If a child of mine told me he or she was gay, I’d like to think that I would be supportive and loving and that I would take the opportunity to talk about sexuality and Jewish values. While I understand that such a declaration is not necessarily an announcement about impending sex but more about orientation, I would seize the opportunity to talk about being sexually active. We live in a world where premarital sex is practically a given. Based upon the writings of Rabbi Elliot Dorff, I would discuss the following Jewish values with my child, irrespective of sexual orientation, and would encourage him/her to adopt these values in shaping sexual activity: 1. Seeing oneself and one’s partner as creatures of God. Sexuality ought not to be just for physical satisfaction. While physical pleasure is an important part of sex, we must always remember that our partners are created in God’s image. 2. Respect for others. Minimally, this means that sexuality must not be coercive. Non-married partners must be especially careful to understand their partner’s desires. 3. Modesty. Modesty requires that one’s sexual activities be conducted in private and that they not be discussed with others. 4. Honesty. Partners should be able to discuss honestly what their sexual activity means in terms of their relationship. 5. Fidelity. I would urge my child to avoid short-term sexual encounters. It is preferable to seek long-term relationships to which one remains faithful throughout the relationship. 6. Health and safety. This is especially important in all sexual relationships.
Rabbi Amy Wallk Katz
Temple Beth El
Assuming that this coming out was a considered decision and a mature conclusion on the part of my child, I would say the following:
My heart goes out to you. As you were raised as an Orthodox Jew, you already know that since the time of the Torah, homosexuality has been condemned in our community, especially in more traditional circles. While treatment is improving, I fear that you will face much rejection and hostility, and I wish that I could prevent it or protect you.
Nevertheless, if you live your life this way, I would hope that you would apply the Torah’s other guidelines for sexuality to your own practice. Sex should not be casual or promiscuous. It should never be exploitative or abusive. Sexuality should express relation-ship and love; the deeper the sexuality, the deeper the relationship that it should express. You should try for the Jewish ideal, which remains family and creating/nurturing life via children (by conception or adoption). This is a great joy and a fulfillment in life.
Your mother and I love you very much as a total person. This feeling has not changed with your announcement.
Rabbi Yitz Greenberg
New York, NY
If my child were to inform me that he was gay, I would accept this as an unalterable component of his biological and emotional makeup. However, I would hope that my child possessed a genuine appreciation for the wisdom and benefit of the mitzvot and lifestyle prescribed by the Torah and that, as a result, he would refrain from acting on the homosexual feelings he experienced in deference to the requirements of Jewish law. In this sense, I would expect him to behave no differently from an individual with a strong affinity for the consumption of pork products or a craving for shellfish. Hashem creates us with an array of predilections and desires, none of which is inherently good or bad; what is good or bad is how we respond to and manage those predilections and desires. It is our mission in life to achieve sanctity by transcending our instinctual impulses whatever form they take, overcoming our innate selfishness and committing the entirety of our being to the timeless principles of the Torah’s wisdom.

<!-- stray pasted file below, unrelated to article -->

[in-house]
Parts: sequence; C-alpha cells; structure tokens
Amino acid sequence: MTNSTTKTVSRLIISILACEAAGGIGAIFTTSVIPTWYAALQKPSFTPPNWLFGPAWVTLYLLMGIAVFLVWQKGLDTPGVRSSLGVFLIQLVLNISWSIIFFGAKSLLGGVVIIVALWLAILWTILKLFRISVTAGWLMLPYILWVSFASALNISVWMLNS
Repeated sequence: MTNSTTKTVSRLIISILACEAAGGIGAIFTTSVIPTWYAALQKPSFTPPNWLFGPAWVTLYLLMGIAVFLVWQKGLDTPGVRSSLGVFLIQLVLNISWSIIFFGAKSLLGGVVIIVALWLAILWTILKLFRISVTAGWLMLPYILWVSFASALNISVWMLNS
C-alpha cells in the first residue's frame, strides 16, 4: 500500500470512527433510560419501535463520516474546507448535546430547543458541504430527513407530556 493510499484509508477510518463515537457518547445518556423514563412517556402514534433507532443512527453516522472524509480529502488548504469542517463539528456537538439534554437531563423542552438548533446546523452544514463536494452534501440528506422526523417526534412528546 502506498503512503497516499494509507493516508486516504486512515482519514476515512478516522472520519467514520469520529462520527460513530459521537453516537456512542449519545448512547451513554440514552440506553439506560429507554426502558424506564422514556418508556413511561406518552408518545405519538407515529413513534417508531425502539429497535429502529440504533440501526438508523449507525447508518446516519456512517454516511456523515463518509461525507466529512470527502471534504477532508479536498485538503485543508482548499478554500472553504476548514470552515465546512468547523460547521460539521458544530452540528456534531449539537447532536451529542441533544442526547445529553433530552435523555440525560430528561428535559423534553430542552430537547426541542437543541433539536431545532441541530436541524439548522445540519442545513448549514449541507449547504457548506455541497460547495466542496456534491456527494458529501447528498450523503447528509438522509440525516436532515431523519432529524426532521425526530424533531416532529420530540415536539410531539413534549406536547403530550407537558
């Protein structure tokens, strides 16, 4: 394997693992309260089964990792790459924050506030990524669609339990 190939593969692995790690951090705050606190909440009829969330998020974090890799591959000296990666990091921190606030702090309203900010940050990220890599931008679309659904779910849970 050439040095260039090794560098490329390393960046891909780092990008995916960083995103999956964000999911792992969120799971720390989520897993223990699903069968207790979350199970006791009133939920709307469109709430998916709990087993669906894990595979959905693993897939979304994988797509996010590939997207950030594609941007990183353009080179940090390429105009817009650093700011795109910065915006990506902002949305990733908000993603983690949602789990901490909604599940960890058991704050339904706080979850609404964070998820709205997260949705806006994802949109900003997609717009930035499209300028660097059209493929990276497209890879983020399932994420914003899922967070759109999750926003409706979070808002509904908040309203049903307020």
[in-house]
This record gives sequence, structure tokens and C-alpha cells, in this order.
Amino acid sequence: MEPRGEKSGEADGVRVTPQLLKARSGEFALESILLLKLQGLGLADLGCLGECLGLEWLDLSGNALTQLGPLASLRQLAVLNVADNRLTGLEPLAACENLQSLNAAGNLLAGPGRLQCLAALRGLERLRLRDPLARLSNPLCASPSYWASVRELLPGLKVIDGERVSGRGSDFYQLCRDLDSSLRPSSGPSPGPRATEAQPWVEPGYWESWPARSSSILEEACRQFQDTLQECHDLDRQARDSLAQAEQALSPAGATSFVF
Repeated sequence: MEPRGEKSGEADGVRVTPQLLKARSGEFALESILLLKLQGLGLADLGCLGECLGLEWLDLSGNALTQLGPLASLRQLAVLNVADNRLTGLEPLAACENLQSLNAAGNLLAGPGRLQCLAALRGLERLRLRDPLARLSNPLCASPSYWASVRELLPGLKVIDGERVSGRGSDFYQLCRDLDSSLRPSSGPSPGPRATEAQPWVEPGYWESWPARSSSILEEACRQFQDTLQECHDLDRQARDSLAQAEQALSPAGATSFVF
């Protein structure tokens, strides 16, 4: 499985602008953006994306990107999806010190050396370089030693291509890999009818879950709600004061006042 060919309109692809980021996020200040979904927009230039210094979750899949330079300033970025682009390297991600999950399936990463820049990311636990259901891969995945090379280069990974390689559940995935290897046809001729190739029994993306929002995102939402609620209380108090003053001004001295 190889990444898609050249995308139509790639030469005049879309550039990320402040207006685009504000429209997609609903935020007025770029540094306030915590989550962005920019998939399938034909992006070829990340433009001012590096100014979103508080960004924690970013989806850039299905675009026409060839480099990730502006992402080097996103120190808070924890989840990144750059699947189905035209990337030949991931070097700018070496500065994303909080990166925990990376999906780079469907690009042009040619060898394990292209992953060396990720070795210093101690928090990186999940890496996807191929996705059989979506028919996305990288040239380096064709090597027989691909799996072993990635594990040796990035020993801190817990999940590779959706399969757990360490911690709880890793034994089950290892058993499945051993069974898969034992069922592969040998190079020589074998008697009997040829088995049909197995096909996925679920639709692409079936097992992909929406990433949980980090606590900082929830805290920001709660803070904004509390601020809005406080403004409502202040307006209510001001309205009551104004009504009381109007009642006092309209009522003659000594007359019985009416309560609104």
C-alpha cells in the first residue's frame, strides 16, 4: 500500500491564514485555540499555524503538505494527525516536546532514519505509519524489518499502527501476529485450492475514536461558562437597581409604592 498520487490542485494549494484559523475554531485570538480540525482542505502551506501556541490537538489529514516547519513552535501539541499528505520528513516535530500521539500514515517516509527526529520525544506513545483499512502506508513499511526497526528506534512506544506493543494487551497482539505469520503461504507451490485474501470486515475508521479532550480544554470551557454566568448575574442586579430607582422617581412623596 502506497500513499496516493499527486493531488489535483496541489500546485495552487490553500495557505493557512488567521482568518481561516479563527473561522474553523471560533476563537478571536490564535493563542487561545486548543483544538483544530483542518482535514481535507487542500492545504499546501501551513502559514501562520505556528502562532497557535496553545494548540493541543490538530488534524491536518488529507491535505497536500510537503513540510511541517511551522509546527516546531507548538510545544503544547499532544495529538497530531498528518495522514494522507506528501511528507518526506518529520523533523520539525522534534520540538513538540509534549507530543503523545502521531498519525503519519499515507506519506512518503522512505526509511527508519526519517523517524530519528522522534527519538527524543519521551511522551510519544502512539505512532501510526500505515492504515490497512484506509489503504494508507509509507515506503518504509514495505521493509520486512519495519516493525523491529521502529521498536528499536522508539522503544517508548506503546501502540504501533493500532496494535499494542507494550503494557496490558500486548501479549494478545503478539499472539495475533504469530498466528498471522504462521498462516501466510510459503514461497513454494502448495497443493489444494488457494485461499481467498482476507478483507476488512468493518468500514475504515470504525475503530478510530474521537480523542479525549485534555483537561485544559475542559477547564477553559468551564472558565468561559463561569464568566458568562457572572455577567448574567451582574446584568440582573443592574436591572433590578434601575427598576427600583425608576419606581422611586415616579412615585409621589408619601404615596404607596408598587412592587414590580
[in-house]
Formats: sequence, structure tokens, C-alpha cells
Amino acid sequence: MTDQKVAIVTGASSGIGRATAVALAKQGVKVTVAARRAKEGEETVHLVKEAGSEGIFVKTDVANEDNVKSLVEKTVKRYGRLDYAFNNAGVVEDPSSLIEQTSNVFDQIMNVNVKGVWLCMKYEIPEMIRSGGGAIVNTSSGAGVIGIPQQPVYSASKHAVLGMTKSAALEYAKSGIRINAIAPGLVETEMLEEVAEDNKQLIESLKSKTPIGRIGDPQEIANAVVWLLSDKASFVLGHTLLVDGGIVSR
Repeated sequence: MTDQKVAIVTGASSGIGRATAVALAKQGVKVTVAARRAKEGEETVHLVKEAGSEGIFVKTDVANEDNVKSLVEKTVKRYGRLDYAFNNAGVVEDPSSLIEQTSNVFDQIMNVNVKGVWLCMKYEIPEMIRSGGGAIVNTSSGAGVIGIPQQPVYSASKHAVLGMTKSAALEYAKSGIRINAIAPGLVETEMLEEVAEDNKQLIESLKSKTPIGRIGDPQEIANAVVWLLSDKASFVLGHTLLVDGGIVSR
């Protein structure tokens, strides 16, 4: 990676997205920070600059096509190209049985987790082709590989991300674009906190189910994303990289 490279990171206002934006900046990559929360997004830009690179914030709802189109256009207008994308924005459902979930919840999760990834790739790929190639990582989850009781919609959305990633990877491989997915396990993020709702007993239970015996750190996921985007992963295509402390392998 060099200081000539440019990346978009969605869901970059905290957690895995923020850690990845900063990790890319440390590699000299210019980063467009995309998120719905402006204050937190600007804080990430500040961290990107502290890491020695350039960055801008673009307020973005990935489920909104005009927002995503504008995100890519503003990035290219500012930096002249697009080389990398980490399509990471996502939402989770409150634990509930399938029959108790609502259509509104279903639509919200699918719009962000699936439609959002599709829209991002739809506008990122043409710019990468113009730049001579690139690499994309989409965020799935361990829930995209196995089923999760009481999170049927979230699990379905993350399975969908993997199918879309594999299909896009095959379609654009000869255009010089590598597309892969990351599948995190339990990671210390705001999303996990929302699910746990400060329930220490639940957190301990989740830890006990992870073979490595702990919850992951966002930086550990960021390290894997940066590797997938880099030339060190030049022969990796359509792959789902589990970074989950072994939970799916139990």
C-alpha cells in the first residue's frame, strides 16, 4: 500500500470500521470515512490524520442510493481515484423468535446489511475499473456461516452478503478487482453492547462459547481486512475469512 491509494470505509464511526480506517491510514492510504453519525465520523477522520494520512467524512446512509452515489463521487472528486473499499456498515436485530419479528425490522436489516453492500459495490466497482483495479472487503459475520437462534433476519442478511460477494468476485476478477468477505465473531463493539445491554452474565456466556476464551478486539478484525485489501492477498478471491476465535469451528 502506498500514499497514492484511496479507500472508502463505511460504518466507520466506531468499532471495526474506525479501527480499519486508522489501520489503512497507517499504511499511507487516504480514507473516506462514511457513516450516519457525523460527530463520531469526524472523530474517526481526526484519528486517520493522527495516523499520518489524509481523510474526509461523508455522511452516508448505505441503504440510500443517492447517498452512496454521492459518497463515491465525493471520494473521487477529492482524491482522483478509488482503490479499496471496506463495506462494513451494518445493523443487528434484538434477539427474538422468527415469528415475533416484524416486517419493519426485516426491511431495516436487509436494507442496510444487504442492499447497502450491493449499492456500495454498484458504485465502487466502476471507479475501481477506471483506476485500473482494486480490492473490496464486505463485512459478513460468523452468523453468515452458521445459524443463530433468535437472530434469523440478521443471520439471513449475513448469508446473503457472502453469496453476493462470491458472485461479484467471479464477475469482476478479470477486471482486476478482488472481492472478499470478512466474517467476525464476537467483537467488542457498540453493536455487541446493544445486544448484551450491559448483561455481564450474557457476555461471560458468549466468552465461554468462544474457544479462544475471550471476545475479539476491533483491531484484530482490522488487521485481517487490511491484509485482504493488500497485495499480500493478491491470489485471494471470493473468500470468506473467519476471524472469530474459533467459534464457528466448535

Rabbi Joshua Maroof
Magen David Sephardic Congregation
I am opposed to personalizing hypothetical questions so I will answer in the generic. My position on homosexuality is well known, and I believe it to be true to Jewish values, humane and eminently logical. There are 613 commandments in the Torah. One is to marry a woman and have children. Another is to refrain from same-sex relationships. My consistent position has been that a Jewish gay man or woman is left with 611 commandments, which should keep them plenty busy. The two tablets of the law reflect two different sets of commandments: religious and moral. Homosexuality is not immoral, like stealing, theft or murder. It is a religious prohibition, akin to refraining from lighting fire on the Sabbath. The Jewish community treats those who drive to synagogue on the Sabbath, for example, as vital and equal members of the community, which is how we should treat all gay men and women. They should be lovingly encouraged to put on tefillin, have kosher homes, light Shabbos candles, visit the sick, defend and promote Israel and be fully involved in communal life.
Rabbi Shmuley Boteach